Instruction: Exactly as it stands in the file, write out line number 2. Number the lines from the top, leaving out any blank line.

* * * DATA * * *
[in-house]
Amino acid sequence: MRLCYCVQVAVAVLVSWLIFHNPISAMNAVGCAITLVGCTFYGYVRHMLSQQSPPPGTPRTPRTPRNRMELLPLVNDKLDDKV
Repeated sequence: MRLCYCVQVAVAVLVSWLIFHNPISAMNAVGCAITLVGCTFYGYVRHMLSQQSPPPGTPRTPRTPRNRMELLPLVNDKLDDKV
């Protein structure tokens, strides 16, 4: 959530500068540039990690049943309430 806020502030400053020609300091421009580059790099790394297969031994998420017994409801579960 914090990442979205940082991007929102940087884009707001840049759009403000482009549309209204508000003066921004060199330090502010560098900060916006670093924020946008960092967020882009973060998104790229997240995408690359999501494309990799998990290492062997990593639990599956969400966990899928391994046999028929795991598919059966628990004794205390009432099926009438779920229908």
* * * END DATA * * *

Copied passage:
Amino acid sequence: MRLCYCVQVAVAVLVSWLIFHNPISAMNAVGCAITLVGCTFYGYVRHMLSQQSPPPGTPRTPRTPRNRMELLPLVNDKLDDKV